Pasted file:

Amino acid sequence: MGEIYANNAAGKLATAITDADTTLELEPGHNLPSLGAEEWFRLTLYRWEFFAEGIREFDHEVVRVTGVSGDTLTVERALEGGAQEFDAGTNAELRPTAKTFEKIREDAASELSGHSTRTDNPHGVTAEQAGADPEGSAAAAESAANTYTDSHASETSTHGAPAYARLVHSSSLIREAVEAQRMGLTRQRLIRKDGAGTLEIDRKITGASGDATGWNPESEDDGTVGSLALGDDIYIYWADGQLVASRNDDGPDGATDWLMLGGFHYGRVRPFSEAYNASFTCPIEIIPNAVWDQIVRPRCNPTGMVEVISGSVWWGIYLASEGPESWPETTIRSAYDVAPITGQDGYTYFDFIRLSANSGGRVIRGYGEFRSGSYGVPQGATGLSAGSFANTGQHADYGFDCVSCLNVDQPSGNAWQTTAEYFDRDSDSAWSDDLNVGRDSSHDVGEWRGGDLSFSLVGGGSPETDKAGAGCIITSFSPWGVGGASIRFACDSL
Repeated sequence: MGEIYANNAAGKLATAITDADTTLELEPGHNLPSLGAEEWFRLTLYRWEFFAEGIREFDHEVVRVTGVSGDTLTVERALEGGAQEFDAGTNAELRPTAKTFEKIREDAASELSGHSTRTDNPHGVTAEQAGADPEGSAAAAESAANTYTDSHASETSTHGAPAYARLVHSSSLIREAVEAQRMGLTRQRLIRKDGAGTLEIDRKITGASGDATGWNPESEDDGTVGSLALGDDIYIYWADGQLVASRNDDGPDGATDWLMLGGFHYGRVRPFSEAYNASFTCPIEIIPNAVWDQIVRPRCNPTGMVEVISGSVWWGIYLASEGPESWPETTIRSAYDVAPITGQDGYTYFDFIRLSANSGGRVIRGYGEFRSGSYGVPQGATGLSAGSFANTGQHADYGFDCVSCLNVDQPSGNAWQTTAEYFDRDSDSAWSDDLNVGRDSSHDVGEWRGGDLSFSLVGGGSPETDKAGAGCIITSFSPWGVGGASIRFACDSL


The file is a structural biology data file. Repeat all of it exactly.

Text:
Amino acid sequence: MGEIYANNAAGKLATAITDADTTLELEPGHNLPSLGAEEWFRLTLYRWEFFAEGIREFDHEVVRVTGVSGDTLTVERALEGGAQEFDAGTNAELRPTAKTFEKIREDAASELSGHSTRTDNPHGVTAEQAGADPEGSAAAAESAANTYTDSHASETSTHGAPAYARLVHSSSLIREAVEAQRMGLTRQRLIRKDGAGTLEIDRKITGASGDATGWNPESEDDGTVGSLALGDDIYIYWADGQLVASRNDDGPDGATDWLMLGGFHYGRVRPFSEAYNASFTCPIEIIPNAVWDQIVRPRCNPTGMVEVISGSVWWGIYLASEGPESWPETTIRSAYDVAPITGQDGYTYFDFIRLSANSGGRVIRGYGEFRSGSYGVPQGATGLSAGSFANTGQHADYGFDCVSCLNVDQPSGNAWQTTAEYFDRDSDSAWSDDLNVGRDSSHDVGEWRGGDLSFSLVGGGSPETDKAGAGCIITSFSPWGVGGASIRFACDSL
Repeated sequence: MGEIYANNAAGKLATAITDADTTLELEPGHNLPSLGAEEWFRLTLYRWEFFAEGIREFDHEVVRVTGVSGDTLTVERALEGGAQEFDAGTNAELRPTAKTFEKIREDAASELSGHSTRTDNPHGVTAEQAGADPEGSAAAAESAANTYTDSHASETSTHGAPAYARLVHSSSLIREAVEAQRMGLTRQRLIRKDGAGTLEIDRKITGASGDATGWNPESEDDGTVGSLALGDDIYIYWADGQLVASRNDDGPDGATDWLMLGGFHYGRVRPFSEAYNASFTCPIEIIPNAVWDQIVRPRCNPTGMVEVISGSVWWGIYLASEGPESWPETTIRSAYDVAPITGQDGYTYFDFIRLSANSGGRVIRGYGEFRSGSYGVPQGATGLSAGSFANTGQHADYGFDCVSCLNVDQPSGNAWQTTAEYFDRDSDSAWSDDLNVGRDSSHDVGEWRGGDLSFSLVGGGSPETDKAGAGCIITSFSPWGVGGASIRFACDSL